Good practice in making products affordable and available is limited
The Index analyses how pharmaceutical companies deploy medicines, diagnostics and vaccines once they have emerged from the pipeline. It finds that companies generally do not systematically target populations with the highest needs in their registration, pricing and licensing actions.
Products being registered in one quarter of high-need countries
A product can only be sold in a country once it has been registered. For every disease it covers, the Index has developed a priority country list and examines to what extent companies try to register their newest products in them. It found that companies have tried to register their newest products in only a quarter of these countries.
However, some companies are showing good practice in the area of needs-responsive product registration. For example, Novartis and Novo Nordisk have filed to register most of their newest products where they are needed*; Gilead commits to filing for registration of new products in low- and lower-middle-income countries (LICs; LMICs) within 12 months of gaining regulatory approval, and also publishes when and where products are registered.
Limited needs-based pricing
Companies are considering affordability for more products than they did in 2014, but the proportion of the industry portfolio covered by such equitable pricing schemes remains the same.
Only 5% of products are covered by pricing strategies that meet the key criteria set by the Index – i.e., achieving affordability for different population groups within countries; with reference to multiple socio-economic factors – and apply in at least one country with a particular need for access*. Three companies – GSK, AstraZeneca and Sanofi – are responsible for most of this activity.
*Priority countries are disease-specific: for each disease in its scope, the 2016 Index has identified countries with (a) high burdens of the disease and high inequality; and (b) low-income levels.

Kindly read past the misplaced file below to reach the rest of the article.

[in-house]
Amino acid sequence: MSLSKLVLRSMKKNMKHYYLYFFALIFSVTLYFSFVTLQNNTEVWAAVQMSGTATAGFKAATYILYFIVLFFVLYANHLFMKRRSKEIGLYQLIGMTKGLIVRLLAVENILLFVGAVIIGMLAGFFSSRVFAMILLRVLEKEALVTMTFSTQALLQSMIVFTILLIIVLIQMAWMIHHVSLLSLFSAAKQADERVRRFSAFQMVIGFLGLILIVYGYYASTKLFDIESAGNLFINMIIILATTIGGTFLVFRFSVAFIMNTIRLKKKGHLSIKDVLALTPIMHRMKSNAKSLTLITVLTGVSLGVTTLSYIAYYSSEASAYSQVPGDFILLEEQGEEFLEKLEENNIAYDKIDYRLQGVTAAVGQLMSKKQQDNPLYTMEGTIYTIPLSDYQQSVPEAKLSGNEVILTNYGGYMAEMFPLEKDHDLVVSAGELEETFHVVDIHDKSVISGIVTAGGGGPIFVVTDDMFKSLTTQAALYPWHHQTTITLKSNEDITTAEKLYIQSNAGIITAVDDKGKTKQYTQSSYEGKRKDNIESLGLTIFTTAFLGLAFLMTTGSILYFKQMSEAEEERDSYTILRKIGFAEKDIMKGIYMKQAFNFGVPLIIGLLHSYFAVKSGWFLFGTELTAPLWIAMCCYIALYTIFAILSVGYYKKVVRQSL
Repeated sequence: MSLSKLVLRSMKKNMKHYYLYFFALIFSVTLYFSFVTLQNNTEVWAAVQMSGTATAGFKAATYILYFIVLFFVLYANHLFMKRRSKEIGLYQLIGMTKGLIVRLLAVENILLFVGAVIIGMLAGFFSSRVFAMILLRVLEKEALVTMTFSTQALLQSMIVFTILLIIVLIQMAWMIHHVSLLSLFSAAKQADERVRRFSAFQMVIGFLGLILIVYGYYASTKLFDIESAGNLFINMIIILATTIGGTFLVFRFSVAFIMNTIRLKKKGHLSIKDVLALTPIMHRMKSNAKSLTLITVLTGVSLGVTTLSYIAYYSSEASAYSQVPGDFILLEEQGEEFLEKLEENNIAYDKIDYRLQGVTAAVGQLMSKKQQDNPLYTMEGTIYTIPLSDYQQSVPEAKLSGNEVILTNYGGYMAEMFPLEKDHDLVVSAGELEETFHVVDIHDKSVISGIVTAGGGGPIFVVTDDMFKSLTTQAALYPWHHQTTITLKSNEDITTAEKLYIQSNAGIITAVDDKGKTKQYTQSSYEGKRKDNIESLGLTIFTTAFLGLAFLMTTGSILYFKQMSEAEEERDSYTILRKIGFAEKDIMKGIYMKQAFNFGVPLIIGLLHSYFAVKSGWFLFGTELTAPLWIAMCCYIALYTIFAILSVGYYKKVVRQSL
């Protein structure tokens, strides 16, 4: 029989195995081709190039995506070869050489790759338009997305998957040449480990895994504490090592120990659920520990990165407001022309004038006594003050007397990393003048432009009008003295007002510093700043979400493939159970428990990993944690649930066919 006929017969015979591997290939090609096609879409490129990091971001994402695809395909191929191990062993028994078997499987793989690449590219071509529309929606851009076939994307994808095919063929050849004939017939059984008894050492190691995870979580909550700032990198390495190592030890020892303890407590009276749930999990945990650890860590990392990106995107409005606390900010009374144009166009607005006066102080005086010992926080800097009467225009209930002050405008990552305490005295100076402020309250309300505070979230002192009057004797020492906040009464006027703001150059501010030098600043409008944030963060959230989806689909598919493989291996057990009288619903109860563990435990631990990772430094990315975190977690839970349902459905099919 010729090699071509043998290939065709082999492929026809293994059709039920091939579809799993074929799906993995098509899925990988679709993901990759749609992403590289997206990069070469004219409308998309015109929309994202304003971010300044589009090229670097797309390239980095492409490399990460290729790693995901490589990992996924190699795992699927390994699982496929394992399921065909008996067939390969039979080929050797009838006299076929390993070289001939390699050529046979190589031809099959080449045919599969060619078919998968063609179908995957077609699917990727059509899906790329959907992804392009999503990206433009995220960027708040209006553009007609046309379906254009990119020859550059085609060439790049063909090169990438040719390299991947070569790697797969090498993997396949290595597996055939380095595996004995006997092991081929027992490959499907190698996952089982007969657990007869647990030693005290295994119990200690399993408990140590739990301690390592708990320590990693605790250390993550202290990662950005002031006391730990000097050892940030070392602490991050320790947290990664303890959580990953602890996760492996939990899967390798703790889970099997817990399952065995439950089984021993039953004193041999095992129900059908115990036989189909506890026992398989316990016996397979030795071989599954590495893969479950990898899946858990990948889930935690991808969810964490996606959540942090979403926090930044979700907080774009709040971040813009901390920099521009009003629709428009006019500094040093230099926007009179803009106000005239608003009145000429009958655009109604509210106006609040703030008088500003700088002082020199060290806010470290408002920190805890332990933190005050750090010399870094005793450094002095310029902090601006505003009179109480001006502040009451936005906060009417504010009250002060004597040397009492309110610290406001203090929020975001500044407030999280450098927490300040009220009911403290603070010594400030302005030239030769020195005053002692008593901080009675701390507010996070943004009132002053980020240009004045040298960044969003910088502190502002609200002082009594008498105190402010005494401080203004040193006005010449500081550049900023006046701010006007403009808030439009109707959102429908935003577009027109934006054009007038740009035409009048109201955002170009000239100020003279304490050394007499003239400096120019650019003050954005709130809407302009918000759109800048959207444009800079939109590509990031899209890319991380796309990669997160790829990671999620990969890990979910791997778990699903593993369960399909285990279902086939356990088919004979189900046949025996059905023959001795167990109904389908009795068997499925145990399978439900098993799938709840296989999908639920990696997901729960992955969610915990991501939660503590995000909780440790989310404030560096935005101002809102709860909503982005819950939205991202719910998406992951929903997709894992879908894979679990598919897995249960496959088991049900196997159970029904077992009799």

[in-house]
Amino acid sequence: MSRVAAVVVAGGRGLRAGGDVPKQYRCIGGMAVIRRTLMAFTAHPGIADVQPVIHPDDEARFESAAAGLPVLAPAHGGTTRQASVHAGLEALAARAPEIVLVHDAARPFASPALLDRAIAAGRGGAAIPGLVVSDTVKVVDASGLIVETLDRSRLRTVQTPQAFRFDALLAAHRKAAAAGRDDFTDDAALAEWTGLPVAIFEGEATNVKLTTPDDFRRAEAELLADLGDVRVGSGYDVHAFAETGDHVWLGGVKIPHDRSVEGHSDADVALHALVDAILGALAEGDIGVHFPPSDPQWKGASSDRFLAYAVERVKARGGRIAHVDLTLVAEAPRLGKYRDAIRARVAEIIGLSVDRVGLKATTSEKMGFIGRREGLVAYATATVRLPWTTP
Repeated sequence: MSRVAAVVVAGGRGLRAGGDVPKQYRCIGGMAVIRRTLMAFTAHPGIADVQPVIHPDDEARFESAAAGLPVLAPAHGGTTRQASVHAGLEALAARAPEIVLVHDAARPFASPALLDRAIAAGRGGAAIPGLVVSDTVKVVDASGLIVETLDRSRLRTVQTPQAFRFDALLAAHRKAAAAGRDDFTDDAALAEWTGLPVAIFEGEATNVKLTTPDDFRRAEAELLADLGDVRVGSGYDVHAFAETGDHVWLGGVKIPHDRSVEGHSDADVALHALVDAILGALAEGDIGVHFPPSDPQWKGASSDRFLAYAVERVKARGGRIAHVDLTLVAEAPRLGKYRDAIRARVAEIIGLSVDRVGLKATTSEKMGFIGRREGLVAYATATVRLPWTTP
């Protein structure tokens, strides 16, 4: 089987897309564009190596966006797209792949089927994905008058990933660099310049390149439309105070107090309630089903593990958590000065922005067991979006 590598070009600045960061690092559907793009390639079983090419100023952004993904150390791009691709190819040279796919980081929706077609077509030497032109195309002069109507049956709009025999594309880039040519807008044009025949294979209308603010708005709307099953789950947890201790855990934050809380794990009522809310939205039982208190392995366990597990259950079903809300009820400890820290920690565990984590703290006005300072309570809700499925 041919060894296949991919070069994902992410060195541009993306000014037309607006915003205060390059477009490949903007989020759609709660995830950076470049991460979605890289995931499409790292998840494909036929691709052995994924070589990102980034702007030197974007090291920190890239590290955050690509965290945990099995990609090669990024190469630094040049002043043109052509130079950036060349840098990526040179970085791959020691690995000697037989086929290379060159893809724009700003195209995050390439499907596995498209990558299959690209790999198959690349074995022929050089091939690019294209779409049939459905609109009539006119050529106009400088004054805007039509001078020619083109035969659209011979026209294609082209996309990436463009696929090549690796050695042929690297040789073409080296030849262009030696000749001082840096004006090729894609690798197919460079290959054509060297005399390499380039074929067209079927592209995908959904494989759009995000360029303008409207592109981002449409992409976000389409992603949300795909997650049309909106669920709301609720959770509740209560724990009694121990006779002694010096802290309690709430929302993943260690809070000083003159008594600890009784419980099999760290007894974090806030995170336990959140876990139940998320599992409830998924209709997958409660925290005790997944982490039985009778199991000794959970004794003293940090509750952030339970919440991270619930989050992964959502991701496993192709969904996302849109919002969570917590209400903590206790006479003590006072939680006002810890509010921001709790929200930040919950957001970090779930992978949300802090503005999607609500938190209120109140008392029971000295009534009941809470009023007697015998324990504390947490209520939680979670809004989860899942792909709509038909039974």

Licensing expands but excludes key middle-income countries
Since 2014, seven companies have published new or expanded pledges to waive or abandon patent rights in certain countries or regions. A total of 16 now have such pledges. These vary in breadth and scope, with some covering more countries and regions. Three companies now voluntarily publish details of their patent portfolios, which supports the supply of generic medicines. This compares with none doing so in 2014. More HIV/AIDS products are covered by voluntary licences, and, for the first time, such licences are being used, by Bristol-Myers Squibb and Gilead, to expand access to products for a second disease: hepatitis C.
These steps are promising. However, large middle-income countries (MICs) such as Mexico, Ukraine and Thailand are often excluded from licences. MICs are home to the majority of the world’s poor.
Since 2014, more compounds have been covered by voluntary licence agreements. For the first time, this includes products for a disease other than HIV/AIDS: hepatitis